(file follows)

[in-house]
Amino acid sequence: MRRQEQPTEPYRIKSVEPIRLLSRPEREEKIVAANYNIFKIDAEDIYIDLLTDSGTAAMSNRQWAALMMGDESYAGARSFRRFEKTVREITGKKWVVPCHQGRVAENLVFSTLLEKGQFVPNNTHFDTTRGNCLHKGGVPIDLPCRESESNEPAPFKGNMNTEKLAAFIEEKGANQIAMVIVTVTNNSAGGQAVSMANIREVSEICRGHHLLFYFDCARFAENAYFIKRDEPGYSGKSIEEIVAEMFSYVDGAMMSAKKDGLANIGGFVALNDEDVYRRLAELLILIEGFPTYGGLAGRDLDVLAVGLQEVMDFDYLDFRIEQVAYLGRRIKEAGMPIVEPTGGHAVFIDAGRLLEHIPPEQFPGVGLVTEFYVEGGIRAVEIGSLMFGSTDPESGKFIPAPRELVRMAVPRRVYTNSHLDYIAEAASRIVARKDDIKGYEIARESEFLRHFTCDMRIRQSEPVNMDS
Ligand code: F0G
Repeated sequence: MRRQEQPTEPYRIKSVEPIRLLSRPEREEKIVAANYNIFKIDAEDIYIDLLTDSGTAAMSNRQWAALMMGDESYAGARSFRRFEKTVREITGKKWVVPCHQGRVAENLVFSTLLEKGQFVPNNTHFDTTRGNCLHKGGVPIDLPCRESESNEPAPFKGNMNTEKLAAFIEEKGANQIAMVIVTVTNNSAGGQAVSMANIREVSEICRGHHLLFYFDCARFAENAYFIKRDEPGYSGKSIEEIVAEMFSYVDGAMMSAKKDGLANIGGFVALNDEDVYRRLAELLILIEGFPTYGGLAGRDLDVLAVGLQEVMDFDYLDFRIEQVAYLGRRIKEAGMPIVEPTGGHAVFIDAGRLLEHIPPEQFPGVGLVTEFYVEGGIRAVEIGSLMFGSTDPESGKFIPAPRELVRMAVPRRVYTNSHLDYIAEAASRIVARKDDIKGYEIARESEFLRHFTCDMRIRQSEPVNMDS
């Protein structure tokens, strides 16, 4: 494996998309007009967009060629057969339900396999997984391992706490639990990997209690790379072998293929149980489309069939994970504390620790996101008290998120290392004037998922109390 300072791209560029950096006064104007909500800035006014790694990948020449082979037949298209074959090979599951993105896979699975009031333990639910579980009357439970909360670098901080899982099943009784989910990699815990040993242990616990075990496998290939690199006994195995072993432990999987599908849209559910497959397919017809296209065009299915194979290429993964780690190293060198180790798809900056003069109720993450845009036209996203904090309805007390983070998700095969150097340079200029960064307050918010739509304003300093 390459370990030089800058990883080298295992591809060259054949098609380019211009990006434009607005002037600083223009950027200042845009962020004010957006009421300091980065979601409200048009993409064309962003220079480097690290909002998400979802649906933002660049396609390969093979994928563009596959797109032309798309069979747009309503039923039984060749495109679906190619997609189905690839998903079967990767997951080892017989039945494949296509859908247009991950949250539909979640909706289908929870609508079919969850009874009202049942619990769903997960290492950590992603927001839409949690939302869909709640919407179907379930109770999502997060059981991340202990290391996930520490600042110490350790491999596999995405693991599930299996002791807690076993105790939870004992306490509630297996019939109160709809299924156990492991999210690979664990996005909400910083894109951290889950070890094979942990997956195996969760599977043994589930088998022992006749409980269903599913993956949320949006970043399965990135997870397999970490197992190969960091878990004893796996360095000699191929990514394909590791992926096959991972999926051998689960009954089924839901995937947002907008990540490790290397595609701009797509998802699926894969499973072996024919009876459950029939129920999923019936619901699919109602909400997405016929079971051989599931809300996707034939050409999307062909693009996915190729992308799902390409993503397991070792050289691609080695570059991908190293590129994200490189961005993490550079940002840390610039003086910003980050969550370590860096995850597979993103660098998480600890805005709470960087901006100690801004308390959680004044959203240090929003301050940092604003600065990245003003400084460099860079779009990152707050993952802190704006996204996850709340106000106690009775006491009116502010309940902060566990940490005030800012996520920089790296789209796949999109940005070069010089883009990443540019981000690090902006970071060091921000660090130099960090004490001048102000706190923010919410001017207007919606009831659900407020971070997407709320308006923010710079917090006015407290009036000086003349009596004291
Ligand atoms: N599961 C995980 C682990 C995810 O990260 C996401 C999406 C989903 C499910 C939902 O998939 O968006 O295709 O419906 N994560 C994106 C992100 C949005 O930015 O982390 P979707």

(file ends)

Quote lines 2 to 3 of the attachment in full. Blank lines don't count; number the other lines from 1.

Amino acid sequence: MRRQEQPTEPYRIKSVEPIRLLSRPEREEKIVAANYNIFKIDAEDIYIDLLTDSGTAAMSNRQWAALMMGDESYAGARSFRRFEKTVREITGKKWVVPCHQGRVAENLVFSTLLEKGQFVPNNTHFDTTRGNCLHKGGVPIDLPCRESESNEPAPFKGNMNTEKLAAFIEEKGANQIAMVIVTVTNNSAGGQAVSMANIREVSEICRGHHLLFYFDCARFAENAYFIKRDEPGYSGKSIEEIVAEMFSYVDGAMMSAKKDGLANIGGFVALNDEDVYRRLAELLILIEGFPTYGGLAGRDLDVLAVGLQEVMDFDYLDFRIEQVAYLGRRIKEAGMPIVEPTGGHAVFIDAGRLLEHIPPEQFPGVGLVTEFYVEGGIRAVEIGSLMFGSTDPESGKFIPAPRELVRMAVPRRVYTNSHLDYIAEAASRIVARKDDIKGYEIARESEFLRHFTCDMRIRQSEPVNMDS
Ligand code: F0G